A designated derivative or non-derivative financial asset or non-derivative financial liability whose fair value or cash flows are expected to offset changes in the fair value or cash flows of a designated hedged item.

Hedge effectiveness

The degree to which changes in the fair value or cash flows of the hedged item that is attributable to a hedged risk are offset by changes in the fair value or cash flows of the hedging instrument.

Held for trading financial asset or financial liability

One that is acquired or incurred principally for the purpose of selling or repurchasing it in the near term or as part of a portfolio of identified financial instruments that are managed together and for which there is evidence of a recent actual pattern of short-term profit-taking or a derivative (except for a derivative that is a designated and effective hedging instrument).

Immaterial

If individually or collectively it would not influence the economic decisions of the users of the financial statements.

Impairment loss

The amount by which the carrying amount of an asset or a cash-generating unit exceeds its recoverable amount.

Impracticable

Applying a requirement is impracticable when the entity cannot apply it after making every reasonable effort to do so.

Income

Increase in economic benefits in the form of inflows or enhancements of assets or decreases of liabilities that result in increases in equity, other than those relating to contributions from equity participants.

Insurance asset

An insurer’s net contractual rights under an insurance contract.

Insurance liability

An insurer’s net contractual obligations under an insurance contract.

Insurance risk

Risk, other than financial risk, transferred from the holder of a contract to the issuer.

Insured event

An uncertain future event that is covered by an insurance contract and creates insurance risk.

Insurer

The party that has an obligation under an insurance contract to compensate a policyholder if an insured event occurs.

Invested Capital

The measure of the sum of the total interest of all shareholders (including non-controlling interests), long-term loans, bank overdrafts and short-term loans less cash.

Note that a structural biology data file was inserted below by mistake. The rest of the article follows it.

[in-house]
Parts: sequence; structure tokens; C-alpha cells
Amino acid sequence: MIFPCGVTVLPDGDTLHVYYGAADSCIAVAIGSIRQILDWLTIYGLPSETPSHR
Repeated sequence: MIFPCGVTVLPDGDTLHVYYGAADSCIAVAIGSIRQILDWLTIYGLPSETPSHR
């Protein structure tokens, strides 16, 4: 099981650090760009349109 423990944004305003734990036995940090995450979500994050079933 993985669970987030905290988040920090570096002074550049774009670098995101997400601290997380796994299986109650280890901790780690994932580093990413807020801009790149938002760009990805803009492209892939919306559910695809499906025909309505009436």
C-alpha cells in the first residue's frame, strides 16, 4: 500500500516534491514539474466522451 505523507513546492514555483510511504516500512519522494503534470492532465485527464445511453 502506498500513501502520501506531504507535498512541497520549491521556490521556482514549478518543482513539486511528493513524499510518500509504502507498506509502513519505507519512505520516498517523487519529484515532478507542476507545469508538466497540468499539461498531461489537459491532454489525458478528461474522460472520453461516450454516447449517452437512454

Joint arrangement

An arrangement in which two or more parties have joint control.

Joint control

The contractually agreed sharing of control which exists only when decisions about relevant activities require unanimous consent of the parties sharing control.

Joint operation

A joint arrangement whereby the parties that have joint control of the arrangement have rights to the assets, and obligations for the liabilities relating to the arrangement.

Joint venture

A joint arrangement whereby the parties that have joint control of the arrangement have rights to the net assets of the arrangement.

Legal obligation

An obligation that derives from a contract, legislation or other operation of law.

Liability

A present obligation of the entity arising from a past event, the settlement of which is expected to result in an outflow from the entity of resources embodying economic benefits.

Loans and receivables

Non-derivative financial assets with fixed or determinable payments that are not quoted in an active market.

Market condition

A condition upon which the exercise price, vesting or exercisability of an equity instrument depends on and is related to the market price of the entity’s equity instruments, such as attaining a specified share price or a specified amount of intrinsic value of a share option, or achieving a specified target that is based on the market price of the entity’s equity instruments relative to an index of market prices of equity instruments of other entities.

Minimum lease payments

Payments over the lease term that the lessee is or can be required to make, excluding contingent rent, costs for services and taxes to be paid by and reimbursed to the lessor including in the case of a lessee, any amounts guaranteed by the lessee or by a party related to the lessee or in the case of a lessor, any residual value guaranteed to the lessor by the lessee, a party related to the lessee or a third party unrelated to the lessor that is financially capable of discharging the obligations under the guarantee.

Net assets

Net operating assets plus goodwill, cash and cash equivalents.

Net debt

Gross debt (long and short term) less net cash.

Net investment in the lease

The gross investment in the lease discounted at the interest rate implicit in the lease.

Net operating assets

Segment assets less segment liabilities.

Non-controlling interest

The equity in a subsidiary not attributable, directly or indirectly, to a parent.

Operating lease

A lease other than a finance lease.

Operating segments